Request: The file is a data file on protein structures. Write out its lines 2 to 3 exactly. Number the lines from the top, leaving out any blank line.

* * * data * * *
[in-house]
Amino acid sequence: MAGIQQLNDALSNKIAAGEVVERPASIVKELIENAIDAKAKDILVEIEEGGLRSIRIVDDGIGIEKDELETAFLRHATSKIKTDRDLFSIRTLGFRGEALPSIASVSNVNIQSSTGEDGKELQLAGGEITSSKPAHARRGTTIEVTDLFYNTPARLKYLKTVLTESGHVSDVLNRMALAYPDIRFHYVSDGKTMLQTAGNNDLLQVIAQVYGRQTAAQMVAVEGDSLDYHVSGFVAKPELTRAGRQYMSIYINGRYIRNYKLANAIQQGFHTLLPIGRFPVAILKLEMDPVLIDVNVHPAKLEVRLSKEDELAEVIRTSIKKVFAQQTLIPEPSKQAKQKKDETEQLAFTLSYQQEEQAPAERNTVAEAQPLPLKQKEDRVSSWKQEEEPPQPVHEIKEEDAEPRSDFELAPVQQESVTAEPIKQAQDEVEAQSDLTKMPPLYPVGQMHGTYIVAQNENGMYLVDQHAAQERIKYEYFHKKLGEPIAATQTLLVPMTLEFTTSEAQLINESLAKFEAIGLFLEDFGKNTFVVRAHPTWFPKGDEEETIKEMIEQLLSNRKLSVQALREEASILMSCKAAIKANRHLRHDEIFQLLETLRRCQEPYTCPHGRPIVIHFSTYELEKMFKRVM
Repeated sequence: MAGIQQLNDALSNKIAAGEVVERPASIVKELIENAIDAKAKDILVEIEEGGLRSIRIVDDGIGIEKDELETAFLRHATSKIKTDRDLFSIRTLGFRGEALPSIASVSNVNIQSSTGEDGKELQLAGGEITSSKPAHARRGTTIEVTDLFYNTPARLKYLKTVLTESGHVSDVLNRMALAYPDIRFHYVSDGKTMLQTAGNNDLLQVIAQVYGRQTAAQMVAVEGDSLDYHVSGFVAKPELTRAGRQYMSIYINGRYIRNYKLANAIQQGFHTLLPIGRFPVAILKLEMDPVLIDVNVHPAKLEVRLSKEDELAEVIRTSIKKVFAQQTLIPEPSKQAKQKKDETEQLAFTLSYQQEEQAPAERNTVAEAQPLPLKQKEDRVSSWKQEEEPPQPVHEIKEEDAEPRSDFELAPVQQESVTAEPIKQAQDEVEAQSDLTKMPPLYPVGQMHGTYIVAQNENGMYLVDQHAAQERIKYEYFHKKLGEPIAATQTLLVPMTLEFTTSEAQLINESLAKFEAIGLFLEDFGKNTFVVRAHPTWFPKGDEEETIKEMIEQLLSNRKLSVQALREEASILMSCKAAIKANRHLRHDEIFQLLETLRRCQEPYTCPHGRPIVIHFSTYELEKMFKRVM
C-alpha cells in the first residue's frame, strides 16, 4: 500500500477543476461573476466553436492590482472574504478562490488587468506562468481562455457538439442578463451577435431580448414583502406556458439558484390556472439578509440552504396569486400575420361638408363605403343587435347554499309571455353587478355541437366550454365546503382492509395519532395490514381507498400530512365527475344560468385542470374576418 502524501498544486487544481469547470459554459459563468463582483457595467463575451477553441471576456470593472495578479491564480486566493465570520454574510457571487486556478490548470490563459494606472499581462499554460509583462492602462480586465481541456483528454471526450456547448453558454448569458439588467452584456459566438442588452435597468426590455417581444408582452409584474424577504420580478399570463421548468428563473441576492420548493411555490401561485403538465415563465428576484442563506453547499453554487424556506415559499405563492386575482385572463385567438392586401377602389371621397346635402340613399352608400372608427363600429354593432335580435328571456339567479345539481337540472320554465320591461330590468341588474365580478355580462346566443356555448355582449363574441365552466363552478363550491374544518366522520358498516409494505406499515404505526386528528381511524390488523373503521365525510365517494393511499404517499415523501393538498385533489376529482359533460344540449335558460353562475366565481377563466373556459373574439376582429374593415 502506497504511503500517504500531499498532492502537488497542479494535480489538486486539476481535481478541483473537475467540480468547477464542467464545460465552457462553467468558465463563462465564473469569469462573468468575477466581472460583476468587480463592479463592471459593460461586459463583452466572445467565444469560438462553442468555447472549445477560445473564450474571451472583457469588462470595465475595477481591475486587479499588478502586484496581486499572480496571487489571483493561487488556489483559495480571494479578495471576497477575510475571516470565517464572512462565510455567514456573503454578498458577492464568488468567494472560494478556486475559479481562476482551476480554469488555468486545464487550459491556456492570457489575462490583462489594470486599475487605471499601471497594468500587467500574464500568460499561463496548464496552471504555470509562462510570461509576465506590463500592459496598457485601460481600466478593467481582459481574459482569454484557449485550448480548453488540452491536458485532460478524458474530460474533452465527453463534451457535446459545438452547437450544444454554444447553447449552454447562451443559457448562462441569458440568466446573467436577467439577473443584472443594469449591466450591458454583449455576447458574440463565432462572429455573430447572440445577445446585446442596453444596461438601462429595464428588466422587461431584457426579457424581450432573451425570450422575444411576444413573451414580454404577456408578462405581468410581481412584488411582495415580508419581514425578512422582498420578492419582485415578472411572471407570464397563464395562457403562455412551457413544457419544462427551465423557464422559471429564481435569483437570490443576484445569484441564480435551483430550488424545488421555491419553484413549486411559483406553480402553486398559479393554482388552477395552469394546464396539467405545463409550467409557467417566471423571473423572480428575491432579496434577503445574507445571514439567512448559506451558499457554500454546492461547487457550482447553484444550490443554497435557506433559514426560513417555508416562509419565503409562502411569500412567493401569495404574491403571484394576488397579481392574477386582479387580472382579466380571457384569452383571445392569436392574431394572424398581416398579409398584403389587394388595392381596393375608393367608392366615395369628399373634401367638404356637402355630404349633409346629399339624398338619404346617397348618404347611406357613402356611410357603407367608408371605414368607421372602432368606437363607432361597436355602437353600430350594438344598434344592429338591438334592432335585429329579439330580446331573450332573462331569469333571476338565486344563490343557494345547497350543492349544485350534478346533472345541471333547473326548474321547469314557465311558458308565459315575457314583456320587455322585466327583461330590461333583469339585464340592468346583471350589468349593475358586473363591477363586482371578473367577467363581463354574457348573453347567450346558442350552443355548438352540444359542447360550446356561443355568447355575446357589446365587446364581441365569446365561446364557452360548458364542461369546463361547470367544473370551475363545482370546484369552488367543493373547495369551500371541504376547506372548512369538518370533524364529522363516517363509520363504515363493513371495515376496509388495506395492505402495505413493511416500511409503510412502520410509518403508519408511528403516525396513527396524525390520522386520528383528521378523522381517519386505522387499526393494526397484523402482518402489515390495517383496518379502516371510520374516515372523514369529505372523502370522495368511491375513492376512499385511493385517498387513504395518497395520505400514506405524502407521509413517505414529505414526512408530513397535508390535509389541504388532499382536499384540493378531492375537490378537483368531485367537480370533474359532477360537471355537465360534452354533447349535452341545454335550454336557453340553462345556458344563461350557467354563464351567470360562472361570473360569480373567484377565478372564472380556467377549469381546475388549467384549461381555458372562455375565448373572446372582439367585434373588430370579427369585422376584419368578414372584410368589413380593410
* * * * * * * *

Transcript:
Amino acid sequence: MAGIQQLNDALSNKIAAGEVVERPASIVKELIENAIDAKAKDILVEIEEGGLRSIRIVDDGIGIEKDELETAFLRHATSKIKTDRDLFSIRTLGFRGEALPSIASVSNVNIQSSTGEDGKELQLAGGEITSSKPAHARRGTTIEVTDLFYNTPARLKYLKTVLTESGHVSDVLNRMALAYPDIRFHYVSDGKTMLQTAGNNDLLQVIAQVYGRQTAAQMVAVEGDSLDYHVSGFVAKPELTRAGRQYMSIYINGRYIRNYKLANAIQQGFHTLLPIGRFPVAILKLEMDPVLIDVNVHPAKLEVRLSKEDELAEVIRTSIKKVFAQQTLIPEPSKQAKQKKDETEQLAFTLSYQQEEQAPAERNTVAEAQPLPLKQKEDRVSSWKQEEEPPQPVHEIKEEDAEPRSDFELAPVQQESVTAEPIKQAQDEVEAQSDLTKMPPLYPVGQMHGTYIVAQNENGMYLVDQHAAQERIKYEYFHKKLGEPIAATQTLLVPMTLEFTTSEAQLINESLAKFEAIGLFLEDFGKNTFVVRAHPTWFPKGDEEETIKEMIEQLLSNRKLSVQALREEASILMSCKAAIKANRHLRHDEIFQLLETLRRCQEPYTCPHGRPIVIHFSTYELEKMFKRVM
Repeated sequence: MAGIQQLNDALSNKIAAGEVVERPASIVKELIENAIDAKAKDILVEIEEGGLRSIRIVDDGIGIEKDELETAFLRHATSKIKTDRDLFSIRTLGFRGEALPSIASVSNVNIQSSTGEDGKELQLAGGEITSSKPAHARRGTTIEVTDLFYNTPARLKYLKTVLTESGHVSDVLNRMALAYPDIRFHYVSDGKTMLQTAGNNDLLQVIAQVYGRQTAAQMVAVEGDSLDYHVSGFVAKPELTRAGRQYMSIYINGRYIRNYKLANAIQQGFHTLLPIGRFPVAILKLEMDPVLIDVNVHPAKLEVRLSKEDELAEVIRTSIKKVFAQQTLIPEPSKQAKQKKDETEQLAFTLSYQQEEQAPAERNTVAEAQPLPLKQKEDRVSSWKQEEEPPQPVHEIKEEDAEPRSDFELAPVQQESVTAEPIKQAQDEVEAQSDLTKMPPLYPVGQMHGTYIVAQNENGMYLVDQHAAQERIKYEYFHKKLGEPIAATQTLLVPMTLEFTTSEAQLINESLAKFEAIGLFLEDFGKNTFVVRAHPTWFPKGDEEETIKEMIEQLLSNRKLSVQALREEASILMSCKAAIKANRHLRHDEIFQLLETLRRCQEPYTCPHGRPIVIHFSTYELEKMFKRVM